Would you write your own eulogy?
Janet Bett Karoney, recently had netizens deep in discussions over the eulogy that drove many to tears.
It was a self penned one that left the deceased’s family and friends with a lasting memory of how she would like them to remember her.
Jane had written it just two months after she was diagnosed with severe aplastic anaemia.
In her eulogy, she talked about the rare blood disorder, which occurs when the body stops producing enough new blood cells, the constant blood transfusions, and how it exhausted her.
She also looked back at her life, her entrepreneurial journey, how she looked forward to going to school and also how she met the love of her life.
She is not the only one who has done this. Lawyer Evans Monari, an advocate who represented President Uhuru Kenyatta at The Hague, also wrote his own, but apparently kept it a secret from family and friends.
The emotional tribute said he was told a number of times he would die, but he was not ready to admit it.
“It pains me to admit it, but apparently, I have passed away. Everyone told me it would happen one day, but that’s simply not something I wanted to hear, much less experience. For once, I didn’t get things my way this time around,” Monari wrote.
Presently, it has become more common for people to write their own eulogy, even though in many African cultures, talking, planning or even thinking about death is a taboo.
“Eulogies are part of our mourning and grieving,” says Dr Anthony Ireri, lecturer, and personality assessment expert, Kenyatta University, Department of Educational Psychology.
He adds, “They are an integral part of any funeral ceremony. Eulogies help mourners think of positive things about the deceased and to carry on their memory.
Through eulogies, we celebrate them as having lived a meaningful life. One intention is to give mourners hope and make them feel life is worth living.
It is also a way of managing stress that comes with grief and to protect mourners from thinking about death.
Owing to their storytelling nature, eulogies have also been used as historical records and as forms of literary expressions.”
“Eulogies are important because they are truly a sendoff tribute speech to friends and family that expresses how much the deceased meant to them and includes information pertaining who the deceased was and what he or she did in his or her lifetime.
Traditionally, a eulogy is written by a person who knew the deceased including family members, friends, the deceased person’s religious leader, or perhaps a director at the funeral home.
In the contemporary times, however, people have been writing their own eulogies as a way of sharing a final piece of themselves with the people they care about most,” says Consolata Chesang, a sociologist.
She adds that while in the African culture, death is perceived as a scary, uncontrollable and sad, more people are breaking this fear by talking about it and writing down their wish when they die and how they want to be remembered.
“Since it is meant to capture who a person was, writing your own eulogy allows you to demonstrate to you family and friends how you want them to memorialise you.
It also enables a person to make the best decision and to get up out of their comfort habits, develop new ones and move towards a better future.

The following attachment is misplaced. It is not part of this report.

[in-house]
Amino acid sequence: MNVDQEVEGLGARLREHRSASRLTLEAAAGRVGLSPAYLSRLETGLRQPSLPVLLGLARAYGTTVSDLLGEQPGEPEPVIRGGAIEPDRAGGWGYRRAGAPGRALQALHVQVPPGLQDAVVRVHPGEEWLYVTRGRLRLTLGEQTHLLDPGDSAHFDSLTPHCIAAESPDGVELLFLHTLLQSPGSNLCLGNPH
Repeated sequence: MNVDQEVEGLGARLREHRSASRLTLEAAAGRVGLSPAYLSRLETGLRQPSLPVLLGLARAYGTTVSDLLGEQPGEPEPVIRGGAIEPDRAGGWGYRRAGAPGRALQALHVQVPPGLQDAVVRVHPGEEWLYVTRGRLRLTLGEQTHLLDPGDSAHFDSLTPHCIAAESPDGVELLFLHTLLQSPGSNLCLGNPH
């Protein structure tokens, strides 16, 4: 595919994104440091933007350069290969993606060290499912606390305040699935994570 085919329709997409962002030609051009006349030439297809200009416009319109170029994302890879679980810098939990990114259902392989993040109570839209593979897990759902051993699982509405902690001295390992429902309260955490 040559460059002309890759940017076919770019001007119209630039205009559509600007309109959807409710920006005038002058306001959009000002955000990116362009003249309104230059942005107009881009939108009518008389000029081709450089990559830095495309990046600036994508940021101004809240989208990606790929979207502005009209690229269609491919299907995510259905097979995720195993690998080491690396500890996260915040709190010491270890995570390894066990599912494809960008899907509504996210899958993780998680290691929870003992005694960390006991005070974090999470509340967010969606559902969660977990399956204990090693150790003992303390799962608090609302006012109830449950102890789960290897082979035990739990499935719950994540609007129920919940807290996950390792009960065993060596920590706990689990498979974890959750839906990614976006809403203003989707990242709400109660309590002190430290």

Generally, it brings out a sense of clarity and urgency,” she continues.
For decades, existential psychologists have had their clients write their own eulogy as a technique for counselling and for facilitating personal growth in general.
“The procedure involves asking the client to write their own eulogy then engaging in debriefing dialogue regarding the experience.
This exercise helps one to reflect about the eulogy they would like people to read at their funeral and the one they would not like read. The emotions evoked by each of these are recorded,” explains Dr Ireri.
Typically, the idea of writing your own eulogy should evoke emotional discomfort.
As you write it, you act out or watch your own funeral. You get a chance to judge whether your life is aligned to your innermost values.
“As you write the story of your life, you truthfully reflect on how happy, proud, contented, or otherwise you are about your own life.
These reflections help in promoting self-authorship and self-cultivation in a person. Imagine your body sitting lifeless in a coffin while your friends and family sit around it.
Not matter your religious or philosophical beliefs; it is something hard to contemplate. What will people say?
What will they remember? What do you want your life to say about the person you were?” he notes.
While writing your own eulogy requires you to think about your passing, it also allows you a chance to share a final piece of yourself with the people you care about most.
While motivations to write your own eulogy might differ, every person has a unique narrative about who they are.
However, as you write that story you want your friends and family to read at your funeral, Ireri states that it may help to ask a few questions.
“What do you want to be remembered for? What do you want your loved ones to say about you?
How will the people feel about you as they hear your story? How will you have died? What lessons will your story impart to those you cared about and the community of mourners?
How would your eulogy translate into action? Anything that you can while still alive to make your narrative a true reflection of who you really are?” he says in conclusion.